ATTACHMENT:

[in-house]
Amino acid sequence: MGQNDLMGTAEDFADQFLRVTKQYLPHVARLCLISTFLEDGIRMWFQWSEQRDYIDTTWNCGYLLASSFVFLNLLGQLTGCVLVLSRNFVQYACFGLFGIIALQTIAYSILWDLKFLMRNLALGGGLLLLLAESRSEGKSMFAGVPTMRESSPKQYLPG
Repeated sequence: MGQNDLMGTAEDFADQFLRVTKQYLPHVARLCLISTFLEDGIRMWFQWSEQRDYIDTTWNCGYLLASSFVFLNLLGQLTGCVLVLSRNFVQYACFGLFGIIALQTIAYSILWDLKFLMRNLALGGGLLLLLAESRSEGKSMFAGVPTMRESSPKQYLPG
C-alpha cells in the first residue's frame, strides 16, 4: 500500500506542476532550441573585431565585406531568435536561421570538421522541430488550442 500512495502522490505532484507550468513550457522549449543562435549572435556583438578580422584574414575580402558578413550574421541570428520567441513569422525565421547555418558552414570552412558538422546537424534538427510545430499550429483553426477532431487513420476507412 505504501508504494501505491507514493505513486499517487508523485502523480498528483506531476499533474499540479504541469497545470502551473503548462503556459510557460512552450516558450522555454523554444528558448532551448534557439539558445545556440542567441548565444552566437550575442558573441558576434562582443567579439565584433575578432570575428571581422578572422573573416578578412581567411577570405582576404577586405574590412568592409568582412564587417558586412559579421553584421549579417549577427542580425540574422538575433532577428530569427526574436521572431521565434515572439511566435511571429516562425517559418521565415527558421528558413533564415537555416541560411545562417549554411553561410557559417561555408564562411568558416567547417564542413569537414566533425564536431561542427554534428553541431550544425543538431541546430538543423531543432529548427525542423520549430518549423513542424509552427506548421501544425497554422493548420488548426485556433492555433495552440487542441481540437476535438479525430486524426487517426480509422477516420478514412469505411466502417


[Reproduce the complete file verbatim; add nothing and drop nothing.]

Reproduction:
[in-house]
Amino acid sequence: MGQNDLMGTAEDFADQFLRVTKQYLPHVARLCLISTFLEDGIRMWFQWSEQRDYIDTTWNCGYLLASSFVFLNLLGQLTGCVLVLSRNFVQYACFGLFGIIALQTIAYSILWDLKFLMRNLALGGGLLLLLAESRSEGKSMFAGVPTMRESSPKQYLPG
Repeated sequence: MGQNDLMGTAEDFADQFLRVTKQYLPHVARLCLISTFLEDGIRMWFQWSEQRDYIDTTWNCGYLLASSFVFLNLLGQLTGCVLVLSRNFVQYACFGLFGIIALQTIAYSILWDLKFLMRNLALGGGLLLLLAESRSEGKSMFAGVPTMRESSPKQYLPG
C-alpha cells in the first residue's frame, strides 16, 4: 500500500506542476532550441573585431565585406531568435536561421570538421522541430488550442 500512495502522490505532484507550468513550457522549449543562435549572435556583438578580422584574414575580402558578413550574421541570428520567441513569422525565421547555418558552414570552412558538422546537424534538427510545430499550429483553426477532431487513420476507412 505504501508504494501505491507514493505513486499517487508523485502523480498528483506531476499533474499540479504541469497545470502551473503548462503556459510557460512552450516558450522555454523554444528558448532551448534557439539558445545556440542567441548565444552566437550575442558573441558576434562582443567579439565584433575578432570575428571581422578572422573573416578578412581567411577570405582576404577586405574590412568592409568582412564587417558586412559579421553584421549579417549577427542580425540574422538575433532577428530569427526574436521572431521565434515572439511566435511571429516562425517559418521565415527558421528558413533564415537555416541560411545562417549554411553561410557559417561555408564562411568558416567547417564542413569537414566533425564536431561542427554534428553541431550544425543538431541546430538543423531543432529548427525542423520549430518549423513542424509552427506548421501544425497554422493548420488548426485556433492555433495552440487542441481540437476535438479525430486524426487517426480509422477516420478514412469505411466502417